Hydrogen energy has long remained an elusive target of the renewable energy industry, promising clean, carbon-free energy that would allow for rapid refueling, unlike current battery-based electric vehicles. Hydrogen-based fuels are expensive to produce, however, rendering it non-viable against both combustion-engine and electric vehicles. Now, supercomputer-powered research from Penn State University (PSU) is aiming to identify materials to economize a crucial part of the hydrogen fuel production pipeline.
The process in question is photocatalysis, through which hydrogen is extracted from water when exposed to electricity or solar energy. Obviously, the less direct the energy, the less efficient the photocatalysis, so researchers have been hunting for a way to use solar energy to directly induce photocatalysis rather than relying on electricity.
“When Thomas Edison wanted to find materials for the light bulb, he looked at just about every material under the sun until he found the right material for the light bulb,” said Ismaila Dabo, an associate professor of materials science and engineering at PSU, in an interview with PSU’s Matt Swayne. “Here we’re trying to do the same thing, but in a way to use computers to accelerate that process.”
The researchers scoured an enormous database of more than 70,000 different compounds for materials that could enable solar-driven photocatalysis when added to water. To achieve this, they developed an algorithm to identify materials that possessed desirable characteristics, such as an ideal energy range or good chemical stability. The algorithm was run on Penn State’s own Roar supercomputer, which is operated through the university’s Institute for Computational and Data Sciences (ICDS) and delivers around 890 peak gigaflops of computing power.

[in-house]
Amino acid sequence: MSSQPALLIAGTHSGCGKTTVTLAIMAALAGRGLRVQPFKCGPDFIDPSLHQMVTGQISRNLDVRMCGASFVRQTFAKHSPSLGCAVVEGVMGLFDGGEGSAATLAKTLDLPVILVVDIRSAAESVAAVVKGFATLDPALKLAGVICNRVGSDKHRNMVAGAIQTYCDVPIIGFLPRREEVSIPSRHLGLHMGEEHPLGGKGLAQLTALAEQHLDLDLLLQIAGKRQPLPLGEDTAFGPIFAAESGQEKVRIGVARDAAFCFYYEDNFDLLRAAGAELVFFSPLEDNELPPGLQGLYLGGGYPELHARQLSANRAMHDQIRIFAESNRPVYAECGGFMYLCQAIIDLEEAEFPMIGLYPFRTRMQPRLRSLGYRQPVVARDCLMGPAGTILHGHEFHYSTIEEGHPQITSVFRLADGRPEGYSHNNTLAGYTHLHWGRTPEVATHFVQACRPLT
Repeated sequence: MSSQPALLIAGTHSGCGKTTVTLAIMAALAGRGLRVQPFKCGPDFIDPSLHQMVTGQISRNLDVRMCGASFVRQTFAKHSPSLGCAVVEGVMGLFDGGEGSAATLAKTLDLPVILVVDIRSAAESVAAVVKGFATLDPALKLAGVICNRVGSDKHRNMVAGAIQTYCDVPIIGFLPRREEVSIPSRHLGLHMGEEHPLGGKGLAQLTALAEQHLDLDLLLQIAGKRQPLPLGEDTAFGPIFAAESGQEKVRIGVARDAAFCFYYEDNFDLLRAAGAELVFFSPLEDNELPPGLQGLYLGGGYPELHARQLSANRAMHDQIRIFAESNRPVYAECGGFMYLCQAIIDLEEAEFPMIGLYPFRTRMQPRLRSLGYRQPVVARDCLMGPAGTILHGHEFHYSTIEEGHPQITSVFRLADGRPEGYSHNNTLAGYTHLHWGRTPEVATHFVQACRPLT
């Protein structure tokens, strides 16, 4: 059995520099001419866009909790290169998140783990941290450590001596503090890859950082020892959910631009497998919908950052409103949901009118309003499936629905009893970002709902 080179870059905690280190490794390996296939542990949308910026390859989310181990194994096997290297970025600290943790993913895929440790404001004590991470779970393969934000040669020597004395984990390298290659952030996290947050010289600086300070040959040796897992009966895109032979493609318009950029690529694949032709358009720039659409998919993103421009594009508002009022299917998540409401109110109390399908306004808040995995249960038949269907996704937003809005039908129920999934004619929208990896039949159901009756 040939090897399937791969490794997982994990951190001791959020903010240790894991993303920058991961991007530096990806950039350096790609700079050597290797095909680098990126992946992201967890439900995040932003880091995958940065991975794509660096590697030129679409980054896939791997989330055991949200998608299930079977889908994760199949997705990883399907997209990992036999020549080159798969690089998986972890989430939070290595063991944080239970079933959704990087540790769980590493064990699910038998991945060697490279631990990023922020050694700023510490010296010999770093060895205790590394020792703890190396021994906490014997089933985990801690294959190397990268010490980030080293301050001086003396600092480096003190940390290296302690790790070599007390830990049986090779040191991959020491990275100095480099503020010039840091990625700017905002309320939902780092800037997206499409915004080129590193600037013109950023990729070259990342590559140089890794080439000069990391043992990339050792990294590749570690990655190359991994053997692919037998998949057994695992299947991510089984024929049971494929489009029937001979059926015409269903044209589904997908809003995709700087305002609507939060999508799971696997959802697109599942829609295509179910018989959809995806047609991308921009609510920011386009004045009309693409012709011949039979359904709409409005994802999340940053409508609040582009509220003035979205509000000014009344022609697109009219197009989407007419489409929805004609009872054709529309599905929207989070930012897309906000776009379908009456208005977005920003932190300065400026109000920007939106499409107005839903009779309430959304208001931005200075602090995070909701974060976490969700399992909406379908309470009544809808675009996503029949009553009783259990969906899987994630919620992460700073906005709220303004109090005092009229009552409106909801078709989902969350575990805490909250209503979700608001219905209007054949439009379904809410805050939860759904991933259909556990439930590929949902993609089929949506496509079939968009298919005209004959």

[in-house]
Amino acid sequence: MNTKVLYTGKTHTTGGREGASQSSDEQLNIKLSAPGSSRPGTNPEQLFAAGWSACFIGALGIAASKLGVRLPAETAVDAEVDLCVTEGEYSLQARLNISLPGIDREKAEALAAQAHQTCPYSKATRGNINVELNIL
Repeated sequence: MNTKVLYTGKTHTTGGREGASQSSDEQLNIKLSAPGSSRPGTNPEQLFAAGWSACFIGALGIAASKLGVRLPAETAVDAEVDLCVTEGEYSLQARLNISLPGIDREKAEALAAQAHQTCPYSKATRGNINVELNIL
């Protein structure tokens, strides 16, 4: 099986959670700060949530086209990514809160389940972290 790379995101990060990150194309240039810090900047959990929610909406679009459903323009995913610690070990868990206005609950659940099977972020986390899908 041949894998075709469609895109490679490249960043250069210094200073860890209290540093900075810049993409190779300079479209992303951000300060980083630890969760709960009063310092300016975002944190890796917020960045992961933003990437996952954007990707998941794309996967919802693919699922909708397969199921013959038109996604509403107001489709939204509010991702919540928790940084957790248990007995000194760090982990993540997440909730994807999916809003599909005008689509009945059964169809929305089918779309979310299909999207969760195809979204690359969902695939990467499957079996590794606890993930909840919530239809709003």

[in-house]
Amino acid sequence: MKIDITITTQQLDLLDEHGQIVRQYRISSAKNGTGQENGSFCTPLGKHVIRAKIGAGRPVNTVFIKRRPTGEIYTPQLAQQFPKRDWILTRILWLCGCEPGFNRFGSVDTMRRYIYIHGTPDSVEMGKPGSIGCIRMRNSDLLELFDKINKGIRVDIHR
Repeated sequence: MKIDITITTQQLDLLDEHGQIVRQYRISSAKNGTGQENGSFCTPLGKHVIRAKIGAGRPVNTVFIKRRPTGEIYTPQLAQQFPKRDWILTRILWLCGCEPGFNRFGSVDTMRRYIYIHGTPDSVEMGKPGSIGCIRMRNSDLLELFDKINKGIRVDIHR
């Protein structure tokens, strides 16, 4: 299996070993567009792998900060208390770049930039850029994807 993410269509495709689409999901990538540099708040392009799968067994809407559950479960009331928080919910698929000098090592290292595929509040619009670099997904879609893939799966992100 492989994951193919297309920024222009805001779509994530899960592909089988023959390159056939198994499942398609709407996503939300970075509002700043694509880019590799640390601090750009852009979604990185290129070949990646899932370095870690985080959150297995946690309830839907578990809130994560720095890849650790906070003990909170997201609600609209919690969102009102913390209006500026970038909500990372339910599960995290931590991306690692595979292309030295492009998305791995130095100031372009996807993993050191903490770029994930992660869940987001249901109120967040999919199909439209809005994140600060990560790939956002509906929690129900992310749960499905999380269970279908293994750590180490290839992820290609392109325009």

“We believe the integrated computational-experimental workflow that we have developed can considerably accelerate the discovery of efficient photocatalysts,” said Yihuang Xiong, a graduate research assistant at PSU and co-first author of the paper, which was published in Energy and Environmental Science. “We hope that, by doing so, we will be able to reduce the cost of hydrogen production.”
Still, the team isn’t writing off physical experimentation just yet. “Computers can make the recommendations as to what materials will be the most promising and then you still need to do the experimental study,” Dabo said.
At the end of the day, the process identified six promising candidate photocatalysts. Now, the researchers are expanding the scope of their study to include non-oxide chemical compounds – and investigating whether machine learning-enabled algorithms could be used to improve the process.
“So far, we did one cycle of this process on oxides — essentially rusted metals — but there are a lot of compounds that could be made that aren’t based on oxygen,” Dabo said. “For example, there are compounds based on nitrogen or sulfur that we could explore.”